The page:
Are diesel emissions a human rights violation?

The European Convention of Human Rights (ECHR) was born on September 3rd 1953. It took a rather long time from then until it became an integral part of various national laws but today citizens of most European countries are able to directly invoke it before national courts in order to protect their rights.

Article 2 of the ECHR (Wikipedia) protects human life directly. It regulates the rights and obligations between public authorities and individuals in all member countries. The original version of article 2 still allowed for the selective use of capital punishment but this possibility had been abolished altogether with the 6th and the 13th additional protocol.

Back to something the normal human brain processes a little easier. The government may not kill you and it must also protect you from getting killed by others. Today this is interpreted as a very strong duty of protection from harm on the government and for the benefit of the individual.

The link with LNG is not readily apparent.

All European economies use diesel as their backbone fuel for most of their heavy logistics. Diesel has been touted the savior of the planet and our health but over the last couple of years, it has lost the sparkle. Today we know that Diesel exhaust contains some of the most potent toxins humanity knows. This is the reason why the WHO has classed diesel exhaust as being as carcinogenic as Arsenic, Asbestos and mustard gas.

Proponents of diesel like to argue that as a result of successive emissions limitations, diesel has become clean as most of the stuff that harms us is filtered out. But not all the stuff is filtered out and even if vehicle makers had not cheated around even very mushy limits, the current testing procedures for new vehicles are laughable. Besides, current technology makes stuff like Particulate Matter ever (PM) finer enabling them to slip under the radar.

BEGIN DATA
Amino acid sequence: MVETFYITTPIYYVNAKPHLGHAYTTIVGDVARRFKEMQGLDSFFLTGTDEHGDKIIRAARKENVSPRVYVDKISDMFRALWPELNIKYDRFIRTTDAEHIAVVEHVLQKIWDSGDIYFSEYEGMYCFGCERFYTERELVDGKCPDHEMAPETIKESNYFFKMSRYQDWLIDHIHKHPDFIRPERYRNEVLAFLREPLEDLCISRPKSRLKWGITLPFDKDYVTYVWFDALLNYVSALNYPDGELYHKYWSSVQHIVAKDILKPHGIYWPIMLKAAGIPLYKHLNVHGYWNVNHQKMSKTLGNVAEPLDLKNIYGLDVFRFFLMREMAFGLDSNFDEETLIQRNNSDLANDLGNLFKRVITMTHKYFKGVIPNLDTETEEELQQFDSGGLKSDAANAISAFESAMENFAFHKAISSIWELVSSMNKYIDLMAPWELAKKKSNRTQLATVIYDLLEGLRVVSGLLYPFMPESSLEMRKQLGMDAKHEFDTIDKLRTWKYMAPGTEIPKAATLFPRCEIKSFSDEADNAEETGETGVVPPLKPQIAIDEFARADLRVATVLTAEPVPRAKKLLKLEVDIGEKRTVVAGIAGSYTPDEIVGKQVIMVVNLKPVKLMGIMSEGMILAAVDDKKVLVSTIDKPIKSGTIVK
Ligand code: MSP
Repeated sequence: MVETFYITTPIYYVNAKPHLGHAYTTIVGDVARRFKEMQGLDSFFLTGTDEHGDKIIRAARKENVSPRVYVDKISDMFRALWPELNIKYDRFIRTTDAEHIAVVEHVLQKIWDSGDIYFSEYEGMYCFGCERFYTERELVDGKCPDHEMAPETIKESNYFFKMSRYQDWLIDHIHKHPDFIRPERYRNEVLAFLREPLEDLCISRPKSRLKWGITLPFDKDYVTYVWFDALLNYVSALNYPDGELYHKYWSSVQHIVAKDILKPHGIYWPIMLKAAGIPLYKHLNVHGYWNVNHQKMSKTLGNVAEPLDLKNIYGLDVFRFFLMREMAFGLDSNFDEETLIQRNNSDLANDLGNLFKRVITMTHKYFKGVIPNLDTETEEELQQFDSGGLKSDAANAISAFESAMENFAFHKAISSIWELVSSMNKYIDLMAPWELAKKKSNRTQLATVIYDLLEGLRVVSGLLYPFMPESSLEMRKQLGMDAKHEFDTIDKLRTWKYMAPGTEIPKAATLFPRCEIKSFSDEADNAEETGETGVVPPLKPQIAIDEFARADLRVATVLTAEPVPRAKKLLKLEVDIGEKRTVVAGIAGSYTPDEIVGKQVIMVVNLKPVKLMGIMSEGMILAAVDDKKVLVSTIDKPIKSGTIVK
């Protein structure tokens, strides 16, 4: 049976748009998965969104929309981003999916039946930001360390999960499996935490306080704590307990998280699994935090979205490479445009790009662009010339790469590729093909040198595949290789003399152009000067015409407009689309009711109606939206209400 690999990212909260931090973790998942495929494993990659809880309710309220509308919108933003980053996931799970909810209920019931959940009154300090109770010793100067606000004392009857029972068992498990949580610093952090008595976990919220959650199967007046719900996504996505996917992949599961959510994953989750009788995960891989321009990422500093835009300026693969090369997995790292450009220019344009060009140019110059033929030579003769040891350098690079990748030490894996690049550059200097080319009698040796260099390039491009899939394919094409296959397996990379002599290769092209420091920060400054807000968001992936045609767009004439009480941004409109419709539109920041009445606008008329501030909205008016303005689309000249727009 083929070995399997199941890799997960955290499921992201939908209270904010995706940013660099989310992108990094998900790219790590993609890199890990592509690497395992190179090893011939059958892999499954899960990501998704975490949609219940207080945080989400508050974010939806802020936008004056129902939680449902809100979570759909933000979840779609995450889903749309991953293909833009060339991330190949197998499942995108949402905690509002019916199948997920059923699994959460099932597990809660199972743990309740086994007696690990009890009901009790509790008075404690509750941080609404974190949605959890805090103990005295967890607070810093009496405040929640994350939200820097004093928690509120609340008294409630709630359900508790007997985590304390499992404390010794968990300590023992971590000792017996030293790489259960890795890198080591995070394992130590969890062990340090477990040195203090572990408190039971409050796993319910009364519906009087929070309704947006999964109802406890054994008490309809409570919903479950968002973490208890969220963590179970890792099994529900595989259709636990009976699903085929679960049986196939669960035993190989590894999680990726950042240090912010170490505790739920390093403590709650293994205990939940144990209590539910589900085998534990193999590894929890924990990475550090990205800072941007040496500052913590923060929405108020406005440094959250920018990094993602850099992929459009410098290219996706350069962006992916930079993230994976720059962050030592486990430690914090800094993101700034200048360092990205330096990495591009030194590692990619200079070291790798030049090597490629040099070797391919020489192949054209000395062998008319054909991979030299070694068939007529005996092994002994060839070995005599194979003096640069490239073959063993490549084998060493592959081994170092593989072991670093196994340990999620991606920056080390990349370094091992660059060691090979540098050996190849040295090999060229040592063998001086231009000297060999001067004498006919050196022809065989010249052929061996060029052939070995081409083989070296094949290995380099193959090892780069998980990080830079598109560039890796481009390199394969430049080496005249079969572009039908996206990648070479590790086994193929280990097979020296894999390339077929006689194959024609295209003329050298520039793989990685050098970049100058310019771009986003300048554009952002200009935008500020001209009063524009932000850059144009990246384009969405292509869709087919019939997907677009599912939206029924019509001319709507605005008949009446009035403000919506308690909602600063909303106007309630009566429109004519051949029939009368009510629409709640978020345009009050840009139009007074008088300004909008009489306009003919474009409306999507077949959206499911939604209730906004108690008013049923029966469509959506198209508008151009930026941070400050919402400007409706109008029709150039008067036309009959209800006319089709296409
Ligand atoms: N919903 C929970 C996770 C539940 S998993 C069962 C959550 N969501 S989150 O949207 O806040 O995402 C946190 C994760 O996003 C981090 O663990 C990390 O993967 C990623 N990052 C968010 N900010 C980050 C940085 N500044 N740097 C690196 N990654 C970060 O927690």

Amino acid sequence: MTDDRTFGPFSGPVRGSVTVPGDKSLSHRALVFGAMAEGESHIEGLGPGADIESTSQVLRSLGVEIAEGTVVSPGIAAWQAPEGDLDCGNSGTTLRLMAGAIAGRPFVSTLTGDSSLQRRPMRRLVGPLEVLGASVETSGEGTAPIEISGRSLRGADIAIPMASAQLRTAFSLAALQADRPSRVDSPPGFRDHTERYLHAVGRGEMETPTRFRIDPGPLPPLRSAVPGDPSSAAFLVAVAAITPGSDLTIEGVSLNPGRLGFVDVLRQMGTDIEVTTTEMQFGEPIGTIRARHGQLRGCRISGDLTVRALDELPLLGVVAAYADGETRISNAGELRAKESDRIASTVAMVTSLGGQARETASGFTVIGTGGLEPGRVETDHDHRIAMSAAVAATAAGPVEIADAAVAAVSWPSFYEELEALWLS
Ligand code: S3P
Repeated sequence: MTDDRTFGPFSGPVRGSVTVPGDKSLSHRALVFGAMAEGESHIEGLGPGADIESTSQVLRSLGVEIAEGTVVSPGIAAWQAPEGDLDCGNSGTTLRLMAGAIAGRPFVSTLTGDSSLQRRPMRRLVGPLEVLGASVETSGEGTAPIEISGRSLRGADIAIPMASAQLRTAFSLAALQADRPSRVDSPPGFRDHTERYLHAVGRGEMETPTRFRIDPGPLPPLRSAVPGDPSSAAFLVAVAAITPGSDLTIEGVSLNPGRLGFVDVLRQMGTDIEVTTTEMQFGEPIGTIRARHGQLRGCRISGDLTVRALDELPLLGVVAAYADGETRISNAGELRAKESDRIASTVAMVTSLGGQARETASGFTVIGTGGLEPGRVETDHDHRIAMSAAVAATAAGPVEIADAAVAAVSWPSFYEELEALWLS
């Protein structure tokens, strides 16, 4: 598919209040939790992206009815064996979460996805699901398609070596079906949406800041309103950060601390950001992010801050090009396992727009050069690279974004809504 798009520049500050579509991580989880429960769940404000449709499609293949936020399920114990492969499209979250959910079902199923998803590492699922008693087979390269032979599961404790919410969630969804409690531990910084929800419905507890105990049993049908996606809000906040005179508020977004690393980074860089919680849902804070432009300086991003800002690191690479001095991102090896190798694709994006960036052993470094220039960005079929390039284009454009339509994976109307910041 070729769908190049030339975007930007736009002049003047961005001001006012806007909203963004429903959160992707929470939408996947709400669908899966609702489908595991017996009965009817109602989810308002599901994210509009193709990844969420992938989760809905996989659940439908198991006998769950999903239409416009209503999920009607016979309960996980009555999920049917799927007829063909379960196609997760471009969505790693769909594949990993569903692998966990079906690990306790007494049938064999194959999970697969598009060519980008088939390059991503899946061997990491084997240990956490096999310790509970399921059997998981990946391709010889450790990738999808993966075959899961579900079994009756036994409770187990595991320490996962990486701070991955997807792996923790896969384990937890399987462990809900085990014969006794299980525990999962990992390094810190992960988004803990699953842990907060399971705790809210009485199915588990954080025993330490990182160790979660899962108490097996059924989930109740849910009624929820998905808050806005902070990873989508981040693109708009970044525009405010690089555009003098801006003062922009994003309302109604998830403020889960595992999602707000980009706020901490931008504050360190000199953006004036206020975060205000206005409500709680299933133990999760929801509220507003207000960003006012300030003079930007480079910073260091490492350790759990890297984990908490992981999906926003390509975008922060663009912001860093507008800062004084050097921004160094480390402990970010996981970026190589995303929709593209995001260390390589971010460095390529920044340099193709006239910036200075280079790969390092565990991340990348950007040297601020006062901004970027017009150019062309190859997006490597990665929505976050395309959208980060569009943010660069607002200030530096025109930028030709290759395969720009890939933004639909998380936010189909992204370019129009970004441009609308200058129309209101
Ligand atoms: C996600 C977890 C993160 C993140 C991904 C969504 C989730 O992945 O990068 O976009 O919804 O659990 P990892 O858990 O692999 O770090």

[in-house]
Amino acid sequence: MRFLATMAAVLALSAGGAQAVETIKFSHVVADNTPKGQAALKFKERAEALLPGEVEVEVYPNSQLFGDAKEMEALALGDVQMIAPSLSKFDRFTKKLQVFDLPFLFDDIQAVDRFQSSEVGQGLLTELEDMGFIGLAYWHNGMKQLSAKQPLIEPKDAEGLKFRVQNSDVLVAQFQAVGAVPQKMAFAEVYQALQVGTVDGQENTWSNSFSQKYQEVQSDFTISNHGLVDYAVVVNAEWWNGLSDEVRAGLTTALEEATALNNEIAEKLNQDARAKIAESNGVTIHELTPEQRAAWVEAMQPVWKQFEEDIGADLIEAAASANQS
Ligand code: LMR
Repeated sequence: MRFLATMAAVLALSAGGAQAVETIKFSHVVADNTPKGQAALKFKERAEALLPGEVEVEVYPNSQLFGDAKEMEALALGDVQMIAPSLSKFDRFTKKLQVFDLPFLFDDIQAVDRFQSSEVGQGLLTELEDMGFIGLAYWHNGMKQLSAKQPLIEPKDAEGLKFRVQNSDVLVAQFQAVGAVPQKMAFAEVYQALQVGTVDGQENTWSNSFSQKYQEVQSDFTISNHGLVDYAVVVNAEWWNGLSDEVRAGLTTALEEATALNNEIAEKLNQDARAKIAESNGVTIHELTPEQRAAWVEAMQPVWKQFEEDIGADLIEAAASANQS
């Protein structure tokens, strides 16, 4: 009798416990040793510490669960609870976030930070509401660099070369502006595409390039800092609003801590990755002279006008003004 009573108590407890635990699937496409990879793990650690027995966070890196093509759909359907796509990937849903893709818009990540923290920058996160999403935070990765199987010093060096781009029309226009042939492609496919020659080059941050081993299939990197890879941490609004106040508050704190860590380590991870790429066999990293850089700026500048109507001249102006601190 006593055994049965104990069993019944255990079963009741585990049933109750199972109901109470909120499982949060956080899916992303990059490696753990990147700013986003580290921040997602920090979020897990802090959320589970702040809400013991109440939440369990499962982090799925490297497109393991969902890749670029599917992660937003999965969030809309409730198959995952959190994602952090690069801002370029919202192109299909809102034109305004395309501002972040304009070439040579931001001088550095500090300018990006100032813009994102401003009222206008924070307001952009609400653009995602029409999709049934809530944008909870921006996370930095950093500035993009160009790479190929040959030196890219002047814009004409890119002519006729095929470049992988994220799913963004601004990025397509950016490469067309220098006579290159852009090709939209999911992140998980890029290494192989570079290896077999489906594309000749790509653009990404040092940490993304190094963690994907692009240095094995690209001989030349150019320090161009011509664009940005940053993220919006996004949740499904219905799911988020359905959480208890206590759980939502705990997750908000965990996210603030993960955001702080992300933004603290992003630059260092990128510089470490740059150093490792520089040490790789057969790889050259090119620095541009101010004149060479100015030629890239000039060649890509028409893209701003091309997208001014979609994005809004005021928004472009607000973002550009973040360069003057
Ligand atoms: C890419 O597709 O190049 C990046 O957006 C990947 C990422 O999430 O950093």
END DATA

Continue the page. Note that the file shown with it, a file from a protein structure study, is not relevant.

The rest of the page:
PM is one of the most potent poisons we can expose ourselves to and it’s exactly those fine particles that made the WHO classify diesel exhaust gas as extremely toxic and carcinogenic in 2012.

The most poisonous part of the PM is the ultra-fine dust. Those are particulates with a diameter of less than 2,5 micrometers. That’s about the size of average bacteria. Most particles are between 0,01 and 0,1 micrometers and they are highly toxic. I have explained the way those particles impact on our bodies in another article but bear in mind that those particles are absolutely deadly. They enter the cells of our bodies and it’s very hard to get rid of them once they are in the cell. They are also laden with dangerous chemicals which they take into the cell as well.

This ultra-fine matter cannot be filtered out of the exhaust stream and hence goes straight from the engine into our lungs, the blood, the brain and all other organs. Paradoxically the new, so-called clean diesels produce most of this ultra-dangerous stuff but I have explained this in other articles.

The Indian Supreme Court found in 2004 that pollution is an infringement against the right to live and it had ordered the Indian government to phase out diesel fuel. This is the foundation of the gas boom that has driven the countries drive for a better environment. Let me repeat the words of the Indian judges here:

It was because of the Supreme Court that the right to life and liberty, a fundamental right under Article 21, came to include the right to a healthy environment. As a result, an individual can approach it directly when the public interest is at stake due to environmental harm.